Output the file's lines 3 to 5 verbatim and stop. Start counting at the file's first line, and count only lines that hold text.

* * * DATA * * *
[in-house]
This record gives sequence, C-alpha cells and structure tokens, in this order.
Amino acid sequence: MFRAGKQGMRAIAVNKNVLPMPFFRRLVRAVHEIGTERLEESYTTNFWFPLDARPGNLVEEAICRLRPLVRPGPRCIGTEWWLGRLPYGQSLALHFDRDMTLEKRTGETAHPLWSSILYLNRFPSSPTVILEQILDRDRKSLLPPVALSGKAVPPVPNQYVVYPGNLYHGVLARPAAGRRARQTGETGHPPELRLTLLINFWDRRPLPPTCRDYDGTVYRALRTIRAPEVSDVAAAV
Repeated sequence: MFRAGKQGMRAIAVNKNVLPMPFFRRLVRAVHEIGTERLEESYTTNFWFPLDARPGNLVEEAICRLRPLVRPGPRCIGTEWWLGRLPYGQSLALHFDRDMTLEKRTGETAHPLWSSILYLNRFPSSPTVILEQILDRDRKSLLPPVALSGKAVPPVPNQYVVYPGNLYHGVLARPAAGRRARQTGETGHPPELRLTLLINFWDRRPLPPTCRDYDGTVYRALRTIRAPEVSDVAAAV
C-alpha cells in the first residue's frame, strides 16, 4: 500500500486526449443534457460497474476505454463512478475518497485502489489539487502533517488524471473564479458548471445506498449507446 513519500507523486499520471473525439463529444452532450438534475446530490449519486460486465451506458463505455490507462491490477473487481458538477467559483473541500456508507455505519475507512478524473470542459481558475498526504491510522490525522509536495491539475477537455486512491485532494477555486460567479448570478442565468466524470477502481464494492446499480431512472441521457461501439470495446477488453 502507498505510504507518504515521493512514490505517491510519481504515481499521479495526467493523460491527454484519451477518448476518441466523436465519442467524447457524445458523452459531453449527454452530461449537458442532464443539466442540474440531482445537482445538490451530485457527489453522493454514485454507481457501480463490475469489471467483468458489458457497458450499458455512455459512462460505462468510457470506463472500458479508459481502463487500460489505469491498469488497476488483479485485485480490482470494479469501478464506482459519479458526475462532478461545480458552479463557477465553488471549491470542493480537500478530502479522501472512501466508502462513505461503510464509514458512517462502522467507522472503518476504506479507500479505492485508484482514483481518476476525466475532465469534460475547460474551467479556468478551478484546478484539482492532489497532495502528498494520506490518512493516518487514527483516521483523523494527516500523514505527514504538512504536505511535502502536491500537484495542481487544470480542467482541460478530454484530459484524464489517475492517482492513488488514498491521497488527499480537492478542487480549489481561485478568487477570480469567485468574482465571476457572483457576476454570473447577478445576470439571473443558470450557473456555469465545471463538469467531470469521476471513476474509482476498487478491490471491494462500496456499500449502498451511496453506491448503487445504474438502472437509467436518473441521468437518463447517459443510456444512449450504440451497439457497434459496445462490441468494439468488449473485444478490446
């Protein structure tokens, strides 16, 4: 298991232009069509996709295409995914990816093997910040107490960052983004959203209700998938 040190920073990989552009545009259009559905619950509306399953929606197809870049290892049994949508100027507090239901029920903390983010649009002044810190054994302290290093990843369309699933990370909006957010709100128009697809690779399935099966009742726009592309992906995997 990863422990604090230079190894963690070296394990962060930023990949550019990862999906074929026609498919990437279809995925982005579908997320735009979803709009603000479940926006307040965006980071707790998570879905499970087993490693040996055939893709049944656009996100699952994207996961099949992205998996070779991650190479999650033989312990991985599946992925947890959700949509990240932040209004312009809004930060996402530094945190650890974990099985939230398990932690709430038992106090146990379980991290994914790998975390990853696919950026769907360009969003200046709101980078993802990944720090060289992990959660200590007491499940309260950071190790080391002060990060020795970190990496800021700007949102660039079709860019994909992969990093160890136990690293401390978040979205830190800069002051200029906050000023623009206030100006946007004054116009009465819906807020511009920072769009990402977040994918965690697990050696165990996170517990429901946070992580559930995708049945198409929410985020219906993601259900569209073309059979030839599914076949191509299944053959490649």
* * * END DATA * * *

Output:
Amino acid sequence: MFRAGKQGMRAIAVNKNVLPMPFFRRLVRAVHEIGTERLEESYTTNFWFPLDARPGNLVEEAICRLRPLVRPGPRCIGTEWWLGRLPYGQSLALHFDRDMTLEKRTGETAHPLWSSILYLNRFPSSPTVILEQILDRDRKSLLPPVALSGKAVPPVPNQYVVYPGNLYHGVLARPAAGRRARQTGETGHPPELRLTLLINFWDRRPLPPTCRDYDGTVYRALRTIRAPEVSDVAAAV
Repeated sequence: MFRAGKQGMRAIAVNKNVLPMPFFRRLVRAVHEIGTERLEESYTTNFWFPLDARPGNLVEEAICRLRPLVRPGPRCIGTEWWLGRLPYGQSLALHFDRDMTLEKRTGETAHPLWSSILYLNRFPSSPTVILEQILDRDRKSLLPPVALSGKAVPPVPNQYVVYPGNLYHGVLARPAAGRRARQTGETGHPPELRLTLLINFWDRRPLPPTCRDYDGTVYRALRTIRAPEVSDVAAAV
C-alpha cells in the first residue's frame, strides 16, 4: 500500500486526449443534457460497474476505454463512478475518497485502489489539487502533517488524471473564479458548471445506498449507446 513519500507523486499520471473525439463529444452532450438534475446530490449519486460486465451506458463505455490507462491490477473487481458538477467559483473541500456508507455505519475507512478524473470542459481558475498526504491510522490525522509536495491539475477537455486512491485532494477555486460567479448570478442565468466524470477502481464494492446499480431512472441521457461501439470495446477488453 502507498505510504507518504515521493512514490505517491510519481504515481499521479495526467493523460491527454484519451477518448476518441466523436465519442467524447457524445458523452459531453449527454452530461449537458442532464443539466442540474440531482445537482445538490451530485457527489453522493454514485454507481457501480463490475469489471467483468458489458457497458450499458455512455459512462460505462468510457470506463472500458479508459481502463487500460489505469491498469488497476488483479485485485480490482470494479469501478464506482459519479458526475462532478461545480458552479463557477465553488471549491470542493480537500478530502479522501472512501466508502462513505461503510464509514458512517462502522467507522472503518476504506479507500479505492485508484482514483481518476476525466475532465469534460475547460474551467479556468478551478484546478484539482492532489497532495502528498494520506490518512493516518487514527483516521483523523494527516500523514505527514504538512504536505511535502502536491500537484495542481487544470480542467482541460478530454484530459484524464489517475492517482492513488488514498491521497488527499480537492478542487480549489481561485478568487477570480469567485468574482465571476457572483457576476454570473447577478445576470439571473443558470450557473456555469465545471463538469467531470469521476471513476474509482476498487478491490471491494462500496456499500449502498451511496453506491448503487445504474438502472437509467436518473441521468437518463447517459443510456444512449450504440451497439457497434459496445462490441468494439468488449473485444478490446